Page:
RateBeer
home Home > Forums >
Beer Talk | Site News | Beer Trade | Beer Travel | Food/Beer | For Sale | New Here | Homebrew | Non-US | Industry | OT - Lite | OT - Medium

Brewer to brewer, Kolsch is indistinguishable


read 6611 times • 126 replies • posted 5/5/2013 7:14:25 AM

Thread Frozen
Page 1 | 2 | 3 | 4 | 5 | 6 | 7 | 8 | 9 | 10 | 11 | 12 | 13

Gazza 726:163
Paffgen and Muhlen are, or were the last time I had them, probably the two extremes of the style (which I admit has quite narrow extremities!), Muhlen being quite grainy/malty whereas the Paffgen had a fairly strong hoppy aroma and finish. Very different IMO but, in the context of comparing different IPAs, maybe quite similar.
5/6/2013 12:01:25 PM

Private message send the author a private message


premium
GT2 8426:598
Letís not continue to derail this thread over the minutiae of what SHIG posted. He is right in that we get a very unfair taste of German beer on this side of the pond: stale low abv lagers and ales that should be drunk fresh on tap. By the time we get to them, they are unhopped estery messes with diacetyl more common than it should. And that warps our vision.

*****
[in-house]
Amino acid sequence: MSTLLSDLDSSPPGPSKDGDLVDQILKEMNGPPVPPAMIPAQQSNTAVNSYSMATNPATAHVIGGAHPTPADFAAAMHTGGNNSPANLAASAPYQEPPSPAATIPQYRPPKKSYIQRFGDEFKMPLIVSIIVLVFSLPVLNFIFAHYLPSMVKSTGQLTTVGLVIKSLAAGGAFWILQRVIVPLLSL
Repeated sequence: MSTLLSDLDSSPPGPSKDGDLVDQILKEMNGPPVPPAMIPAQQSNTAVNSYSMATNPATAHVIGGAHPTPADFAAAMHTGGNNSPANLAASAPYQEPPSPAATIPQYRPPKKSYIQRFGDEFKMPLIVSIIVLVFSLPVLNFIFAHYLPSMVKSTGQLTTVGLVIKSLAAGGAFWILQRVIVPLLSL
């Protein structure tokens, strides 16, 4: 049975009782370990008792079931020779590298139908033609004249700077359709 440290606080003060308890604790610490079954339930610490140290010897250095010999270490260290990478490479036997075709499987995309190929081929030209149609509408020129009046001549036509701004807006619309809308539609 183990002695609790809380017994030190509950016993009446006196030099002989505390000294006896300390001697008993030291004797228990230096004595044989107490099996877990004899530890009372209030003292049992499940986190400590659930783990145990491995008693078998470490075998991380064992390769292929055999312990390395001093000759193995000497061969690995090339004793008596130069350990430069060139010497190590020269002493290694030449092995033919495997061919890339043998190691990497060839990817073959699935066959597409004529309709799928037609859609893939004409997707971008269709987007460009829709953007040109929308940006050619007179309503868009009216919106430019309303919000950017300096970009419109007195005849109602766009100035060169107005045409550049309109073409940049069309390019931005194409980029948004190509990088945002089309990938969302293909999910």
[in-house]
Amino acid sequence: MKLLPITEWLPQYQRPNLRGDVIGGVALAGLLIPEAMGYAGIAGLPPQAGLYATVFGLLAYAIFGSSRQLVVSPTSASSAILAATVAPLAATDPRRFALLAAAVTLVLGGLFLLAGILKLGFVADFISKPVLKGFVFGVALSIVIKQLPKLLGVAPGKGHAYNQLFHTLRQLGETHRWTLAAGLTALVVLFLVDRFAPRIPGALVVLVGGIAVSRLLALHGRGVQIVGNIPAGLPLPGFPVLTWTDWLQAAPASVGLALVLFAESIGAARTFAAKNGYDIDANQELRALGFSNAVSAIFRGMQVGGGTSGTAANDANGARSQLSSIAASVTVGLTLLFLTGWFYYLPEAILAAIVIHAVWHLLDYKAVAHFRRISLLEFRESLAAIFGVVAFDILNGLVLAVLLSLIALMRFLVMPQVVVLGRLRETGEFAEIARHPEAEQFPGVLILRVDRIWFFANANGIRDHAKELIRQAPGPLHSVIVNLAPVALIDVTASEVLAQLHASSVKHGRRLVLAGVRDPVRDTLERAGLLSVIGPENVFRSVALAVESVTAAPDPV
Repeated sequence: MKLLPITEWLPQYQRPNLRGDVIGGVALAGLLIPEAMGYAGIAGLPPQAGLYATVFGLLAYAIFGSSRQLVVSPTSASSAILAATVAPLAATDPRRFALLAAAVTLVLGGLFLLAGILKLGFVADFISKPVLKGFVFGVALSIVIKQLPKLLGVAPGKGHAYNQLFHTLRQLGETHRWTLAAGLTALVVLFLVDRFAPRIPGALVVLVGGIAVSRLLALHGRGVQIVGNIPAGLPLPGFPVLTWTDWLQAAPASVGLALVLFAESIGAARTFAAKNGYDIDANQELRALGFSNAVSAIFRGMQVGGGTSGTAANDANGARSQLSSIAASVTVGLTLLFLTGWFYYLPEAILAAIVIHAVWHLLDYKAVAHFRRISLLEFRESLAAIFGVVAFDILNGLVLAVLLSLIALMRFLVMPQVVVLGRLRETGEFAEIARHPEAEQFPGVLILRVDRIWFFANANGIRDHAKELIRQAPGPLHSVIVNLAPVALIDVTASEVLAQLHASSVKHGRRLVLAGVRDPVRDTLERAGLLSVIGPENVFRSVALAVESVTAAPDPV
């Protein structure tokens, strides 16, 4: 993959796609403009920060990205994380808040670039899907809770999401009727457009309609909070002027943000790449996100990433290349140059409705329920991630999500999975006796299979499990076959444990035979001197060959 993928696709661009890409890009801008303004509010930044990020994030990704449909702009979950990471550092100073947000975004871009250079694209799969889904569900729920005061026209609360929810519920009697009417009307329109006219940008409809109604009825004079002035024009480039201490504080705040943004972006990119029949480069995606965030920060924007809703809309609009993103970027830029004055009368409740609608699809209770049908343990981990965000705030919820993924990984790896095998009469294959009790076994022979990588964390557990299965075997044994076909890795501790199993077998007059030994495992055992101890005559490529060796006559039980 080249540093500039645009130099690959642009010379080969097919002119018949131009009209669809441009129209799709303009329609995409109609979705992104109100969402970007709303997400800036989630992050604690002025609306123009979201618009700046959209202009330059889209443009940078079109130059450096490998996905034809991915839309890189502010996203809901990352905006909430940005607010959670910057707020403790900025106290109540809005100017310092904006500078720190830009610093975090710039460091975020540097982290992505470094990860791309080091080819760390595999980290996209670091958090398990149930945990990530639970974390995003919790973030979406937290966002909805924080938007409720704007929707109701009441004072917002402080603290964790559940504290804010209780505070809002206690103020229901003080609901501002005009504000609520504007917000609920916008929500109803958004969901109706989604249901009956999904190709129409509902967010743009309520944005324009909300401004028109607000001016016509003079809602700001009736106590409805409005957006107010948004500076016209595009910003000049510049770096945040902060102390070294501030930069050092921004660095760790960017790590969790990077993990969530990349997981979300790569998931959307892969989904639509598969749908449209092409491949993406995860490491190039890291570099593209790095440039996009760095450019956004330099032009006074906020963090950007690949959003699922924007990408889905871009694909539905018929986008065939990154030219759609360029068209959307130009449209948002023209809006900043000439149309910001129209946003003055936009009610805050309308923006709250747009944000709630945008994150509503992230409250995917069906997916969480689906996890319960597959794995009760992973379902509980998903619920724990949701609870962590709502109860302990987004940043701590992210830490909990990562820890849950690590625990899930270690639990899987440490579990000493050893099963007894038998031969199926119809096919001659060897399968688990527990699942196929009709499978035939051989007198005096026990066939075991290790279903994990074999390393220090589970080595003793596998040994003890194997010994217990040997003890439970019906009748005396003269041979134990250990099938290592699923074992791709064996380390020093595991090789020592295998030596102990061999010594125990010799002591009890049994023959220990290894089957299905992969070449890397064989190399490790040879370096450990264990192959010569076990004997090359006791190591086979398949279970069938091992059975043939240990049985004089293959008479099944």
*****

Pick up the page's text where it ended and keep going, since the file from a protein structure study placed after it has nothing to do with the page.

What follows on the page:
If you are going to buy expensive imported beers, it better be a 99 point Danish imperial stout that you know has held up well. Not a German doppelbock that will undoubtedly be a cloying, thin mess.

That is not to say that German beer as a whole is better or worse than Belgian, American, English, Italian,.... He is commenting that if someone came up to me and said, "Pretty much every German kolsch is the same and uninspiring." I would not be in one bit surprised.

~~~~~~~~~~~~~~~

Now to the actual point of this post, I had Koln on my list of places that were "must go" for beer pilgrimages, but now it seems to be not worth the time.

Still on the list are my Michael James stalking trips one day to the Zoiglstube.
5/6/2013 12:31:17 PM

Private message send the author a private message


premium
StefanSD 2130:45
Originally posted by GT2
Letís not continue to derail this thread over the minutiae of what SHIG posted. He is right in that we get a very unfair taste of German beer on this side of the pond: stale low abv lagers and ales that should be drunk fresh on tap. By the time we get to them, they are unhopped estery messes with diacetyl more common than it should. And that warps our vision.

If you are going to buy expensive imported beers, it better be a 99 point Danish imperial stout that you know has held up well. Not a German doppelbock that will undoubtedly be a cloying, thin mess.